Sensitivity and specificity of rapid influenza testing of children in a community setting

Samuel Stebbins, James H. Stark, Ramakrishna Prasad, William W. Thompson, Kiren Mitruka, Charles Rinaldo, Charles J. Vukotich, Derek A T Cummings

Research output: Contribution to journalArticlepeer-review

5 Scopus citations


Introduction Rapid influenza testing (RFT) allows for a rapid point-of-care diagnosis of influenza. The Quidel QuickVue ® Influenza A+B test (QuickVue) has a reported manufacturer's sensitivity and specificity of 73% and 96%, respectively, with nasal swabs. However, investigators have shown sensitivities ranging from 22% to 77% in community settings. Methods The QuickVue rapid influenza test was evaluated in a population of elementary (K-5) school children, using testing in the home, as part of the Pittsburgh Influenza Prevention Project during the 2007-2008 influenza season. The QuickVue test was performed with nasal swab in full accordance with package instructions and compared with the results of nasal swab semi-quantitative RT-PCR. Results Sensitivity of the QuickVue was found to be 27% in this sample. There was no statistically valid correlation between the semi-quantitative PCR result and the QuickVue result. Conclusions This study is consistent with the low sensitivity of the QuickVue test also reported by others. Viral load, technique, and the use of nasal swabs were examined as contributing factors but were not found to be explanations for this result. Community testing includes patients who are on the lower spectrum of illness which would not be the case in hospital or clinic samples. This suggests that RFT is less sensitive for patients at the lower spectrum of illness, with less severe disease.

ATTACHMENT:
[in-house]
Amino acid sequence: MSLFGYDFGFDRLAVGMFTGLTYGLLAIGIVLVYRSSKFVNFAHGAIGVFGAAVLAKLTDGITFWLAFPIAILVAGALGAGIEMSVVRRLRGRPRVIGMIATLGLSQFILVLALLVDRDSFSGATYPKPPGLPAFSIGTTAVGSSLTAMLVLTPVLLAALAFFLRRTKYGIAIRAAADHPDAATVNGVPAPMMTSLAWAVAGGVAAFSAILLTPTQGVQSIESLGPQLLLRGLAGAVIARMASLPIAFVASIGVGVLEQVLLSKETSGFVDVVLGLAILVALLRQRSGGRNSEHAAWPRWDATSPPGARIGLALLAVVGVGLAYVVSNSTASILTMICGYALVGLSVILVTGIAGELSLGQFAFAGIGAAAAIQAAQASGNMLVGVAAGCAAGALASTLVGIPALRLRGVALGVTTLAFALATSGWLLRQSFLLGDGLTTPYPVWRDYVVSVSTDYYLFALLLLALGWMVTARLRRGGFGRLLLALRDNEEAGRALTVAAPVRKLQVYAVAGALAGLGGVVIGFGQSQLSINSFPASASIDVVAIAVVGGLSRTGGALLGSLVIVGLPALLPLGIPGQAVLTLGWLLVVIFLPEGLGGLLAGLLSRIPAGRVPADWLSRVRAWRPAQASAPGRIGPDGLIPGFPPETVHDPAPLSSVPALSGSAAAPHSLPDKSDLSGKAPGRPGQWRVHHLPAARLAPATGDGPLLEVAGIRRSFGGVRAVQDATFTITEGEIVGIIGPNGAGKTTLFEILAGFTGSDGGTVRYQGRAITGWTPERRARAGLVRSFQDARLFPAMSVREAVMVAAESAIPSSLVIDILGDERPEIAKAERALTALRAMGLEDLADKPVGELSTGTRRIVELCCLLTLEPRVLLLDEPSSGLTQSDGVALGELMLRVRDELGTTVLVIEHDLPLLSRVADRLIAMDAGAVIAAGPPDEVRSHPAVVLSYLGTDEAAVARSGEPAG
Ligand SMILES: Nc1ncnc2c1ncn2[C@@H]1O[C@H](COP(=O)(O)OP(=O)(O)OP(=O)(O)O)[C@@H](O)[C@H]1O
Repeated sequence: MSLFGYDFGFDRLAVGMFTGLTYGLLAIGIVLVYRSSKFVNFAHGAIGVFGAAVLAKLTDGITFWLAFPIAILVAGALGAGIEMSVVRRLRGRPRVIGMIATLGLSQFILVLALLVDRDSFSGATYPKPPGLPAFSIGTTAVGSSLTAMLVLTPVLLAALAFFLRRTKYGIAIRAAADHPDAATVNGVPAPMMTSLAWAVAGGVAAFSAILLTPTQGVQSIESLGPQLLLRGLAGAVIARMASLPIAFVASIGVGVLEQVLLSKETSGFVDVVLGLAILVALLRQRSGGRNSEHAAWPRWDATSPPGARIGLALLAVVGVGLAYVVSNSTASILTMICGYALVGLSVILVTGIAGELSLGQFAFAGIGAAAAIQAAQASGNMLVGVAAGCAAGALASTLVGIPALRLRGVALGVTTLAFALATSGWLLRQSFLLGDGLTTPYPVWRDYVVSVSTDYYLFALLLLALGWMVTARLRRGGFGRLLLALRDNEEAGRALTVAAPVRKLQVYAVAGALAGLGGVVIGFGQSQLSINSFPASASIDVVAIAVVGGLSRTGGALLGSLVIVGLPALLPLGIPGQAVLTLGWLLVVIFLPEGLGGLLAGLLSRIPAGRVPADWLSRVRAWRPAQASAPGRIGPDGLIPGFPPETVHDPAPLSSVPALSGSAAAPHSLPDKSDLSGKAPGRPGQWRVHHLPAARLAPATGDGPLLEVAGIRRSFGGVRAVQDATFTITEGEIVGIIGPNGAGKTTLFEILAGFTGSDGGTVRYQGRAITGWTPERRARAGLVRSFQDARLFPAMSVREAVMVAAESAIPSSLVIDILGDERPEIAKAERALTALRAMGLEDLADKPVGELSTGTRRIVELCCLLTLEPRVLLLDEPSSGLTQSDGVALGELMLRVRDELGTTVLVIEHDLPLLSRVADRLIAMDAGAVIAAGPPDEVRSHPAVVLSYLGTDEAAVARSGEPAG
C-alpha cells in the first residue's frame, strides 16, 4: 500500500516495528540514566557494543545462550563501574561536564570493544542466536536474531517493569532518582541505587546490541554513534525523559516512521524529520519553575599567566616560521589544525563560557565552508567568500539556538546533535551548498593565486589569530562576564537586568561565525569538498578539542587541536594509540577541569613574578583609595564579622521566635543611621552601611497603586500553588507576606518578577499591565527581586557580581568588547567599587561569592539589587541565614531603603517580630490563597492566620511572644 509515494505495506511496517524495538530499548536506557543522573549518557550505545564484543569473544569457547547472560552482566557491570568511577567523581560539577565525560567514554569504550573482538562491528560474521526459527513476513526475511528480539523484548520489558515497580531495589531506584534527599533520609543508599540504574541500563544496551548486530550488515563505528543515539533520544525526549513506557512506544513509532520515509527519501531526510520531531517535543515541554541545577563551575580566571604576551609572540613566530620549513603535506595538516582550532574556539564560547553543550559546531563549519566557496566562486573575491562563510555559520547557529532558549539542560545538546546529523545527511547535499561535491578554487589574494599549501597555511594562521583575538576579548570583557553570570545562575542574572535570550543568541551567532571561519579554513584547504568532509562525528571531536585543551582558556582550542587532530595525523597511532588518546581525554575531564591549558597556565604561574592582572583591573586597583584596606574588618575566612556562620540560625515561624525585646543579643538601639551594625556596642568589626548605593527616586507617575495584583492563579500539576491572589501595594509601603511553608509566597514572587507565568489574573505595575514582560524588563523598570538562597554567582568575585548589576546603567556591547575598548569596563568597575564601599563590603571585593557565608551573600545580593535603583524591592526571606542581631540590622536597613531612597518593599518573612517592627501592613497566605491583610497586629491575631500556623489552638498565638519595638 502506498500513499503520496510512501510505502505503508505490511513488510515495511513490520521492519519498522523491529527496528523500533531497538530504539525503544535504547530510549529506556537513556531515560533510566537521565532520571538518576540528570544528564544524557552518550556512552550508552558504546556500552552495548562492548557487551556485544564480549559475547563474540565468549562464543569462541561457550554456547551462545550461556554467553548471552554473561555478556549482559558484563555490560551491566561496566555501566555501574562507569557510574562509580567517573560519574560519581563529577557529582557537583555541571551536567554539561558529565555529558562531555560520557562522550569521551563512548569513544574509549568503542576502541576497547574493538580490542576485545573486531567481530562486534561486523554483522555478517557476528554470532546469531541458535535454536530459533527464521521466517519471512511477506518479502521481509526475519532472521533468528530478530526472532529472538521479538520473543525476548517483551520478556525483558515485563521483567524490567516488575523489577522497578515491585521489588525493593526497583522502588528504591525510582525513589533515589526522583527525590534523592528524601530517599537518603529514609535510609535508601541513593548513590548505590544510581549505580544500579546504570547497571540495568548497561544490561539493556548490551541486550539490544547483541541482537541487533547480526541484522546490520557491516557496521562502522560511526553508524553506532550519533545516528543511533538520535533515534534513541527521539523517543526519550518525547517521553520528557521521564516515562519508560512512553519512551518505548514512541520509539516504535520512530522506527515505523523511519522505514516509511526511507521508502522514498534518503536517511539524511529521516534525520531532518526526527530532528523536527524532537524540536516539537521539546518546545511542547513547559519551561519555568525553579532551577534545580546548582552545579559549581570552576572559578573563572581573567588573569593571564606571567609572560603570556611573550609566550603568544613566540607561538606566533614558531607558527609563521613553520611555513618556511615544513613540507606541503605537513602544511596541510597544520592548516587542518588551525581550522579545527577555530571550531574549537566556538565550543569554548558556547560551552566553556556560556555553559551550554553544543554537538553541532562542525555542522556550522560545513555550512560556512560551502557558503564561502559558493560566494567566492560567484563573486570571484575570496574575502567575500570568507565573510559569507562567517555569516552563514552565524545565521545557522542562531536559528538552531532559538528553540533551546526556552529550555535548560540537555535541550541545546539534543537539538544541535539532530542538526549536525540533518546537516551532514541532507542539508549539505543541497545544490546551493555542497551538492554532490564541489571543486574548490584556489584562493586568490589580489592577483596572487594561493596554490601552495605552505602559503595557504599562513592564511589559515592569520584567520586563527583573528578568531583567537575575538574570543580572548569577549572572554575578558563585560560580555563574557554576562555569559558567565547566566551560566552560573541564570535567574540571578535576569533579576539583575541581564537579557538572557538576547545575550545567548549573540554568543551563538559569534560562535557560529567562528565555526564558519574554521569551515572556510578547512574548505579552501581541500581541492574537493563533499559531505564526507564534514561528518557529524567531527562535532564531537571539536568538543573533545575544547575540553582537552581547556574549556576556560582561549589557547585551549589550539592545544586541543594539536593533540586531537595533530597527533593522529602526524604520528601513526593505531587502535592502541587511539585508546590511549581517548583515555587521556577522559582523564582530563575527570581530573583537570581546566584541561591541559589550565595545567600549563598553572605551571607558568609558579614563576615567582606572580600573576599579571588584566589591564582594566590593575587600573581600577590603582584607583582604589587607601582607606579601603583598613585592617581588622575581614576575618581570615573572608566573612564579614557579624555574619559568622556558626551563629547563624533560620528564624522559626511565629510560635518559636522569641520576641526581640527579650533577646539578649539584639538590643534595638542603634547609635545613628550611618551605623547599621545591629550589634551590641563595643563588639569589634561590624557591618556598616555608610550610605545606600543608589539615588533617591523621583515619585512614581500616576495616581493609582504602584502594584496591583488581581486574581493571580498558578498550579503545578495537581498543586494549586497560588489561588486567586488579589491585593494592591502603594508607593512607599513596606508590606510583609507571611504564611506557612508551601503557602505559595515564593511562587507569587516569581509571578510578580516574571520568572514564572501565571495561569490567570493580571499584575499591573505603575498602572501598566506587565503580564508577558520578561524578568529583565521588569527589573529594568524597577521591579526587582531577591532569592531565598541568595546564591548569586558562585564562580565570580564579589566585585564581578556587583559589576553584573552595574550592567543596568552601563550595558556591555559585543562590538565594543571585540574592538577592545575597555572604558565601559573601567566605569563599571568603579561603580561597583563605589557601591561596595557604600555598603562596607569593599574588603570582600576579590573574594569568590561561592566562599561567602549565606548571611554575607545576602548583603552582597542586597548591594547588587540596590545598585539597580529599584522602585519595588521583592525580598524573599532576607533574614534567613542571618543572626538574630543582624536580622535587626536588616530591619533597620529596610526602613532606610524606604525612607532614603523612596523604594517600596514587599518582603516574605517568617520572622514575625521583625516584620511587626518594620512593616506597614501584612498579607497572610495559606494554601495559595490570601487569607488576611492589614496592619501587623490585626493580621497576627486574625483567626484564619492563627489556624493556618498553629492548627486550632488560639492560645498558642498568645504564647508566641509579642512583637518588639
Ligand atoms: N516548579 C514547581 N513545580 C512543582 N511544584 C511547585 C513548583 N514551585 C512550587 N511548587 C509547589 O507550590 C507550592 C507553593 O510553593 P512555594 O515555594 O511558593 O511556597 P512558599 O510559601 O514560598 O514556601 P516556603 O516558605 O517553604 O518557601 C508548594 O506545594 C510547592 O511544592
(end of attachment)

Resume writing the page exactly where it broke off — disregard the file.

Original languageEnglish (US)
Pages (from-to)104-109
Number of pages6
JournalInfluenza and other Respiratory Viruses
Issue number2
StatePublished - Mar 2011

ASJC Scopus subject areas

  • Infectious Diseases
  • Pulmonary and Respiratory Medicine
  • Public Health, Environmental and Occupational Health
  • Epidemiology


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